“College dropout turned billionaire builds the most expensive house in the United States!” That’s exactly what the headline might have read when news broke that Microsoft co-founder Bill Gates was putting a large chunk of his $81.5 billion net worth toward building his dream home in Medina, Washington. Dropping out of Harvard in 1975 to join his friend and fellow programmer Paul Allen at Micro Instrumentation and Telemetry Systems (MITS) to develop a BASIC interpreter for the Altair 8800, it was only a matter of time before the PC software company known as Microsoft was born. By then, Gates had no reason to return to Harvard.
With his parents’ dreams of him attending law school overshadowed by his love of computers since his early childhood, Gates was far from the stereotypical computer nerd. Smart beyond his years, Gates, Allen and two other students actually lost their computer privileges in school after they were caught getting free computer time through bugs in the computer operating system. In fact, he even hacked into the class scheduling program for his school to ensure he was in class with the most interesting girls. And to think, all of this mischief came from the mastermind behind the world’s largest PC software company.
Spending the majority of his life on Forbes’ list of the world’s wealthiest people, Gates’ prestige in the computer industry didn't’ stop there as his frugal lifestyle and countless charitable donations finally led him to splurge a little in his personal life. Doing exactly that, the billionaire programmer spent $63 million to build the home of his dreams—a 66,000 square-foot mansion on Lake Washington in Medina named Xanadu 2.0 after the famed 1941 film Citizen Kane where a humble man rose from nothing to great heights as a prominent businessman and publishing magnate. How’s that for symbolism?
Ground first broke on Xanadu 2.0 in 1990 and was finally completed after seven years of construction by 100 electricians and over 200 construction workers who spent day in and day out ensuring no detail was missed. During that time, Gates made sure that numerous 500-year-old fir trees were used or preserved to ensure the earth-sheltered home was more than capable of regulating the house’s temperature and reduce overall energy usage. Hey, we told you Mr. Gates is frugal, didn’t we?
Although he might save a few pennies on the electric and gas bills, Gates certainly splurged everywhere else. Starting in the library, the 2,100 square-foot room is complete with a domed roof and two secret bookcases, one of which reveals a hidden bar. It’s also home to Leonardo da Vinci’s 16th century Codex Leicester, which Gates purchased in 1994 for $30.8 million. Beyond this luxurious room, there is a 2,500 square-foot gym, a 60-foot pool with a state-of-the-art underwater music system, heated floors and driveways and, of course, an estate-wide server system for the fastest internet on the west coast. There’s also a 1,000 square-foot dining room and a 2,300 square-foot reception hall with a total of six kitchens, seven bedrooms, 10 full baths and 14 half baths with each room offering stunning views of Seattle, the Washington countryside or the lake.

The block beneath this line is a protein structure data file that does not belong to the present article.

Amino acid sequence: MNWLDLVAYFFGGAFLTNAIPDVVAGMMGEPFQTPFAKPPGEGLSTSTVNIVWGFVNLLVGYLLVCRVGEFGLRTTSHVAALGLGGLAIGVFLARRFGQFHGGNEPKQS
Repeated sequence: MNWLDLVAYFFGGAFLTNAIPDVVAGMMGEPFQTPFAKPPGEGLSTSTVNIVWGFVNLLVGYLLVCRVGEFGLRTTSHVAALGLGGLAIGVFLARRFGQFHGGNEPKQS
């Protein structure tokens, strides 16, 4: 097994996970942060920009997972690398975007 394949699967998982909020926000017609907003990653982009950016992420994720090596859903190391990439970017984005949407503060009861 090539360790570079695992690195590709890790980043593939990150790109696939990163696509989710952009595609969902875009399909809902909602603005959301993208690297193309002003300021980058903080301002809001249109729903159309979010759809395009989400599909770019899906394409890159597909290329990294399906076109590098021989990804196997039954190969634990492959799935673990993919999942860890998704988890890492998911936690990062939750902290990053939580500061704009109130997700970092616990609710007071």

Removing the original house on the property by barge on Lake Washington, Gates replaced the house with an activities building located next to the putting green, sport courts and boat docks all of which are nestled along a shoreline filled with St. Lucian sand imported straight from the Caribbean each year. Apart from parking a kayak on shore or tying a small boat to the dock, Gates made sure there was plenty of room for his cars with multiple garages throughout the property that allow him to store up to 23 automobiles. So which one is his favorite? Giving new meaning to “man cave” and undoubtedly the most unique garage we’ve ever seen, Gates’ underground cave garage is constructed of stainless steel and concrete with a max capacity for 10 of the billionaire’s most prized sets of wheels.
And, when it comes to technology, Xanadu 2.0 certainly doesn’t disappoint. First tested in the 1,900 square-foot guest house, the technology in the main home is incredible and allows anyone who enters the estate to customize everything from the lighting and temperature to the music and art. Upon first entering Xanadu 2.0, guests are given a pin, make their selections and confirm their preferences. Then, as they move throughout the home, wall sensors make the necessary adjustments to the streaming music, temperature and lighting as well as the artwork seen on digital displays in every room. The house also has pressure-sensitive floors that tell security where everyone is on the property simply by the weight of their footsteps.
Featuring everything from a home theater and an aquarium to a natural lakefront view, Xanadu 2.0 combines modern comfort with Gates’ deep appreciation for nature. With the front of the house surrounded by trees to add to its earth-sheltering construction, the landscape even includes a wetland estuary and artificial streams stocked with salmon and trout to handle runoff. And, while his passion may be for the latest technology, his concern for the environment doesn’t go unnoticed as he has done everything to ensure his dream home is part of the landscape even when that meant saving a 40-year-old maple tree and installing a computer-monitored watering system just outside his front door. Looks like this billionaire has a soft spot for something beyond computers and programming, don’t you agree?